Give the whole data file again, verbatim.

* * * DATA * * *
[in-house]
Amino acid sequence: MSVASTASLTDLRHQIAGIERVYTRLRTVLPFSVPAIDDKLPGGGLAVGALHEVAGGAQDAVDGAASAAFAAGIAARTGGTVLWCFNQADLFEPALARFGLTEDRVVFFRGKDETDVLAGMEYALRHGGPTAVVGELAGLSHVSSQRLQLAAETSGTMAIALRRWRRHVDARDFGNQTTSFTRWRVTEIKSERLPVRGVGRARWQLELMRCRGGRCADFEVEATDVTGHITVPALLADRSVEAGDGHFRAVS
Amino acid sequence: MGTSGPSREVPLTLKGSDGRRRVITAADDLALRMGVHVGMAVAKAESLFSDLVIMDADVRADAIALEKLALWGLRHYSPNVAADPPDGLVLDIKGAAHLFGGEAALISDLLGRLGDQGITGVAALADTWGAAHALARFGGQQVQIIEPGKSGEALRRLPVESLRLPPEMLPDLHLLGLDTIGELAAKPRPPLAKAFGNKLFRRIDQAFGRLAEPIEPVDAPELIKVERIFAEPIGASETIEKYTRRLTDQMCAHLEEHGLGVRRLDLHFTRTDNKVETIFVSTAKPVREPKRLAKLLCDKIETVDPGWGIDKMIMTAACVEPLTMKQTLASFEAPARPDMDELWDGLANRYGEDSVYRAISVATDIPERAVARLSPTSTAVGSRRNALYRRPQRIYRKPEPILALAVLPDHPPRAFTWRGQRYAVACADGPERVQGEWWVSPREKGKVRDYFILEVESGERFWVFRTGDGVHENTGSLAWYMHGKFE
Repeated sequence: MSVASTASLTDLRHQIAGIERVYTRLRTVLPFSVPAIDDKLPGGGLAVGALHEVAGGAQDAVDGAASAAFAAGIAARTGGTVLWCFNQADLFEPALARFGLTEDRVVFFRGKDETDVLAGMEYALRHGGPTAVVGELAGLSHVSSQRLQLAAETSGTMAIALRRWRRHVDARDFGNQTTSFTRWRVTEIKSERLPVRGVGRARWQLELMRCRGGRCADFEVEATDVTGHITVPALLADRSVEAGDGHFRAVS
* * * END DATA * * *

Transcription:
[in-house]
Amino acid sequence: MSVASTASLTDLRHQIAGIERVYTRLRTVLPFSVPAIDDKLPGGGLAVGALHEVAGGAQDAVDGAASAAFAAGIAARTGGTVLWCFNQADLFEPALARFGLTEDRVVFFRGKDETDVLAGMEYALRHGGPTAVVGELAGLSHVSSQRLQLAAETSGTMAIALRRWRRHVDARDFGNQTTSFTRWRVTEIKSERLPVRGVGRARWQLELMRCRGGRCADFEVEATDVTGHITVPALLADRSVEAGDGHFRAVS
Amino acid sequence: MGTSGPSREVPLTLKGSDGRRRVITAADDLALRMGVHVGMAVAKAESLFSDLVIMDADVRADAIALEKLALWGLRHYSPNVAADPPDGLVLDIKGAAHLFGGEAALISDLLGRLGDQGITGVAALADTWGAAHALARFGGQQVQIIEPGKSGEALRRLPVESLRLPPEMLPDLHLLGLDTIGELAAKPRPPLAKAFGNKLFRRIDQAFGRLAEPIEPVDAPELIKVERIFAEPIGASETIEKYTRRLTDQMCAHLEEHGLGVRRLDLHFTRTDNKVETIFVSTAKPVREPKRLAKLLCDKIETVDPGWGIDKMIMTAACVEPLTMKQTLASFEAPARPDMDELWDGLANRYGEDSVYRAISVATDIPERAVARLSPTSTAVGSRRNALYRRPQRIYRKPEPILALAVLPDHPPRAFTWRGQRYAVACADGPERVQGEWWVSPREKGKVRDYFILEVESGERFWVFRTGDGVHENTGSLAWYMHGKFE
Repeated sequence: MSVASTASLTDLRHQIAGIERVYTRLRTVLPFSVPAIDDKLPGGGLAVGALHEVAGGAQDAVDGAASAAFAAGIAARTGGTVLWCFNQADLFEPALARFGLTEDRVVFFRGKDETDVLAGMEYALRHGGPTAVVGELAGLSHVSSQRLQLAAETSGTMAIALRRWRRHVDARDFGNQTTSFTRWRVTEIKSERLPVRGVGRARWQLELMRCRGGRCADFEVEATDVTGHITVPALLADRSVEAGDGHFRAVS